A Functional Analysis of 2008 U.S. Presidential Primary Debates

By Benoit, William L.; Henson, Jayne R. et al. | Argumentation and Advocacy, Fall 2011 | Go to article overview

A Functional Analysis of 2008 U.S. Presidential Primary Debates


Benoit, William L., Henson, Jayne R., Sudbrock, Leigh Anne, Argumentation and Advocacy


Presidential primary debates have been employed to help inform voters in the United States since 1948, when Dewey and Stassen participated in a debate on radio during the Oregon Republican primary campaign. In recent years, primary debates have been much more common than debates in the general election campaign. In 2004, for instance, there were 21 primary, three presidential, and one vice presidential debates in the campaign (Benoit et al., 2007). Various studies have found that voters can be influenced by watching presidential primary debates (Benoit, McKinney, & Stephenson, 2002; Benoit & Stephenson, 2004; Lemert, Elliot, Nesvoldet, & Rarick, 1987; Pfau, 1984, 1987, 1988; Wall, Golden, & James, 1988; Yawn, Ellsworth, Beatty, & Kahn, 1998). Meta-analysis has established that primary debates can increase issue knowledge, affect perceptions of candidate character, and change vote choice (Benoit, Hansen, & Verser, 2003); these effects are even larger in primary than general debates, probably because voters have less knowledge, fewer character perceptions, and weaker commitment to vote choice earlier than later in the campaign. Data from the 2008 campaign indicates that 24 of the Democratic and Republican primary debates attracted 90 million viewers (Kurtz, 2008; Memmott & Carnia, 2007; Page, 2008). Clearly, presidential primary debates merit scholarly attention.

The 2008 U.S. presidential campaign is particularly noteworthy for two reasons. First, 2008 was the only open campaign in recent memory. Not since 1952, when General Dwight Eisenhower faced Governor Adlai Stevenson, had a U.S. presidential campaign not included either a sitting president or vice president. However, in 2008, President George W. Bush was completing his second and final term and Vice President Dick Cheney decided not to run for the top slot. Although some recent campaigns have seen challenges to renomination of the incumbent (e.g., in 1992 Pat Buchanan contested President George H. W. Bush for the Republican nomination and in 2000 Bill Bradley ran against Vice President A1 Gore for the Democratic nomination), the lack of an incumbent makes both primary races competitive and in all likelihood makes campaign messages even more important for voters who have less information about the candidates compared to typical election campaigns.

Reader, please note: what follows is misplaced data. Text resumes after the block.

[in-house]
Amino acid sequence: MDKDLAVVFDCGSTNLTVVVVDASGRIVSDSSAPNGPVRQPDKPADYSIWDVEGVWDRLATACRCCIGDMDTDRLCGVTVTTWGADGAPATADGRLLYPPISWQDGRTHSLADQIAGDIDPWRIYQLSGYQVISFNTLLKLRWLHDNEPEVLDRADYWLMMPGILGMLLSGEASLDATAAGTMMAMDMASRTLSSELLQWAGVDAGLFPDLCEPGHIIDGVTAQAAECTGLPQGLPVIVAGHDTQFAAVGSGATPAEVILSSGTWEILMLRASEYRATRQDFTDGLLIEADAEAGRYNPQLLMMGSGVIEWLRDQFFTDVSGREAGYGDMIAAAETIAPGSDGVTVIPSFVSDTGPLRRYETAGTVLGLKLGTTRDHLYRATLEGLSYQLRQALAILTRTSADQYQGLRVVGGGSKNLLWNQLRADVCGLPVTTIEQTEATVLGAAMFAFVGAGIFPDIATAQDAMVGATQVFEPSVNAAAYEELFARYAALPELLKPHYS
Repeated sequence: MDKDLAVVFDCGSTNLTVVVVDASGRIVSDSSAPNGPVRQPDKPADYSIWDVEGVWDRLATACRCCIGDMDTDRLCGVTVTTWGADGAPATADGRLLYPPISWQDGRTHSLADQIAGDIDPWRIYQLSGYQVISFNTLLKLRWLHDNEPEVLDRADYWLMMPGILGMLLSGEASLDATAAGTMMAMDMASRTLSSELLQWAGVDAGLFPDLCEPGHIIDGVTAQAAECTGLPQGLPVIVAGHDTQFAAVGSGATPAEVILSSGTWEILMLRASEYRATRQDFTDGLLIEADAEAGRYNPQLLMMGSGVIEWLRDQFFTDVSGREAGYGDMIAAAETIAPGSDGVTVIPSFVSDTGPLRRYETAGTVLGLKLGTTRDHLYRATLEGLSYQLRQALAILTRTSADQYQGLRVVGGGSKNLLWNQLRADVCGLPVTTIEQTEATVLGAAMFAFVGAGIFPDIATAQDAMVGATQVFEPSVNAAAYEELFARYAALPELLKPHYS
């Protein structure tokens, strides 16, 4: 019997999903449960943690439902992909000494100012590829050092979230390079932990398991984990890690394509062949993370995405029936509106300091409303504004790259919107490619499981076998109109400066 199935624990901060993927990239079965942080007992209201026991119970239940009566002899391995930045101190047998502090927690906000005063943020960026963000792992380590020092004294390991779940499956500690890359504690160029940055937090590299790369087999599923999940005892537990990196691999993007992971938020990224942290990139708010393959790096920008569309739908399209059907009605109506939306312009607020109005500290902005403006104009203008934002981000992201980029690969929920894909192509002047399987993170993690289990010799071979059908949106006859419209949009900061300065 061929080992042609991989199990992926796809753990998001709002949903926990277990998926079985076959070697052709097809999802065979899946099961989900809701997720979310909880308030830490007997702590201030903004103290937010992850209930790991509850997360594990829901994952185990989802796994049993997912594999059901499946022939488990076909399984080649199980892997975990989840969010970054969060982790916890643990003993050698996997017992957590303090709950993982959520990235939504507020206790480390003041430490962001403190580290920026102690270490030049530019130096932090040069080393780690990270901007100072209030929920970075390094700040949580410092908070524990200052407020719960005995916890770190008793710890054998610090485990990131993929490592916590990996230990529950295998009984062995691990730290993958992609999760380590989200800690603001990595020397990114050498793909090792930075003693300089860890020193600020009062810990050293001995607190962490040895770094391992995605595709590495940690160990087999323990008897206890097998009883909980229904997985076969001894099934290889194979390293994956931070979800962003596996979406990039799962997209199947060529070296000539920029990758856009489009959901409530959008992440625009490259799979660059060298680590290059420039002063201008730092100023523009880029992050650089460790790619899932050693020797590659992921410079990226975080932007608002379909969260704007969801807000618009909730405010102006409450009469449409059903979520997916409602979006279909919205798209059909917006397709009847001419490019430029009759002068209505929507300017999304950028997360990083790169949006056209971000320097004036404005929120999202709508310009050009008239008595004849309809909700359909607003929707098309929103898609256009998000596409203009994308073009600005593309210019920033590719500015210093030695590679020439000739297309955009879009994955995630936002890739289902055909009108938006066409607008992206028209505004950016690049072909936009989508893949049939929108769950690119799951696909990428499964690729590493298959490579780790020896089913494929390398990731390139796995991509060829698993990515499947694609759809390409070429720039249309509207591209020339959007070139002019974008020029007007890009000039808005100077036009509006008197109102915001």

Furthermore, although the primary campaign commenced earlier than ever before, the Democratic nominee was not decided until much later than usual, with Senator Barack Obama wresting the nomination away from Senator Hillary Clinton in June. This is the first rime a nominee for one of the two major U.S. political parties was not a white male. When Senator John McCain selected Governor Sarah Palin as his running mate, it assured that for the first rime in U.S. history the elected President or Vice President would not be a white male. Thus, the debates that led up to this historic election merit scholarly attention.

LITERATURE REVIEW

Relatively few studies have content analyzed U.S. presidential primary debates (for other kinds of research on this message form, see Berquist, 1960; Best & Hubbard, 2000; Blankenship, Fine, & Davis, 1983; Hellweg & Phillips, 1981; Kane, 1987; Ray, 1961; Stelzner, 1971). A study of U.S. presidential primary debates from 1948-2000 offers some insights into the content of these messages (Benoit, Pier, et al., 2002). Acclaims were the most common function of these primary debates (63%), followed by attacks (32%) and defenses (4%). When presidential candidates did attack in primary debates, they were more likely to attack members of their own political party (47%) than candidates in the opposing party (30%) or to attack the status quo (criticisms that include members of both major political parties, 24%). The candidates in primary debates discussed policy (63%) more frequently than character (37%). More of these policy utterances concerned general goals (40%) or past deeds (37%) than future plans (24%). …